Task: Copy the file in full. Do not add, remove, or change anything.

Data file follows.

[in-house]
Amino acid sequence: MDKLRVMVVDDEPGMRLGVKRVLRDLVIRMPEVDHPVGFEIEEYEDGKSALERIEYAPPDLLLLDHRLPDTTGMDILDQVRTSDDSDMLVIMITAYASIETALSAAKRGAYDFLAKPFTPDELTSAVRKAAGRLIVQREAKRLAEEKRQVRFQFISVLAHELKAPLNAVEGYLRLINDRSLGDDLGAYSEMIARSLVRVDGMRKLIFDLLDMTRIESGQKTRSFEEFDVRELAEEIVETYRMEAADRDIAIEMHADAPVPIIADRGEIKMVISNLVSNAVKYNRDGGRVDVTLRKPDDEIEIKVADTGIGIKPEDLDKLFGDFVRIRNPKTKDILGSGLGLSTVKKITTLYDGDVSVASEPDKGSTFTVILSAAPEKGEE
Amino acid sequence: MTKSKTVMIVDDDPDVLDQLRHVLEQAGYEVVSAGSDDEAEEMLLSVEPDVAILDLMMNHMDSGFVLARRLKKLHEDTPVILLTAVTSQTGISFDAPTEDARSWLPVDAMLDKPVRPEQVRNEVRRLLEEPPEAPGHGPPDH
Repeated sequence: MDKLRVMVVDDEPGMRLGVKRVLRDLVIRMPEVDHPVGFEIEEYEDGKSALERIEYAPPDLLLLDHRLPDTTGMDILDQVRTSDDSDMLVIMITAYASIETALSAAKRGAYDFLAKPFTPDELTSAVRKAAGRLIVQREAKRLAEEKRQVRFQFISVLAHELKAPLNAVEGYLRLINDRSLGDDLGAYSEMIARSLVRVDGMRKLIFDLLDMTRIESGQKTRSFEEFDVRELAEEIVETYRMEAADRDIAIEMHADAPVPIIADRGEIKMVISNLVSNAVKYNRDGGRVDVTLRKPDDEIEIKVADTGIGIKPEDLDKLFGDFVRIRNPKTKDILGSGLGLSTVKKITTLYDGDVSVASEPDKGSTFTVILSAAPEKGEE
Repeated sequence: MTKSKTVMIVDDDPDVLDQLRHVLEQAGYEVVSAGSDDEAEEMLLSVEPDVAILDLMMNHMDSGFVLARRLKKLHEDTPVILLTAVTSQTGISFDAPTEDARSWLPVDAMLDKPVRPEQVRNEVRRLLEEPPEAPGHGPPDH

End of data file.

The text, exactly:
[in-house]
Amino acid sequence: MDKLRVMVVDDEPGMRLGVKRVLRDLVIRMPEVDHPVGFEIEEYEDGKSALERIEYAPPDLLLLDHRLPDTTGMDILDQVRTSDDSDMLVIMITAYASIETALSAAKRGAYDFLAKPFTPDELTSAVRKAAGRLIVQREAKRLAEEKRQVRFQFISVLAHELKAPLNAVEGYLRLINDRSLGDDLGAYSEMIARSLVRVDGMRKLIFDLLDMTRIESGQKTRSFEEFDVRELAEEIVETYRMEAADRDIAIEMHADAPVPIIADRGEIKMVISNLVSNAVKYNRDGGRVDVTLRKPDDEIEIKVADTGIGIKPEDLDKLFGDFVRIRNPKTKDILGSGLGLSTVKKITTLYDGDVSVASEPDKGSTFTVILSAAPEKGEE
Amino acid sequence: MTKSKTVMIVDDDPDVLDQLRHVLEQAGYEVVSAGSDDEAEEMLLSVEPDVAILDLMMNHMDSGFVLARRLKKLHEDTPVILLTAVTSQTGISFDAPTEDARSWLPVDAMLDKPVRPEQVRNEVRRLLEEPPEAPGHGPPDH
Repeated sequence: MDKLRVMVVDDEPGMRLGVKRVLRDLVIRMPEVDHPVGFEIEEYEDGKSALERIEYAPPDLLLLDHRLPDTTGMDILDQVRTSDDSDMLVIMITAYASIETALSAAKRGAYDFLAKPFTPDELTSAVRKAAGRLIVQREAKRLAEEKRQVRFQFISVLAHELKAPLNAVEGYLRLINDRSLGDDLGAYSEMIARSLVRVDGMRKLIFDLLDMTRIESGQKTRSFEEFDVRELAEEIVETYRMEAADRDIAIEMHADAPVPIIADRGEIKMVISNLVSNAVKYNRDGGRVDVTLRKPDDEIEIKVADTGIGIKPEDLDKLFGDFVRIRNPKTKDILGSGLGLSTVKKITTLYDGDVSVASEPDKGSTFTVILSAAPEKGEE
Repeated sequence: MTKSKTVMIVDDDPDVLDQLRHVLEQAGYEVVSAGSDDEAEEMLLSVEPDVAILDLMMNHMDSGFVLARRLKKLHEDTPVILLTAVTSQTGISFDAPTEDARSWLPVDAMLDKPVRPEQVRNEVRRLLEEPPEAPGHGPPDH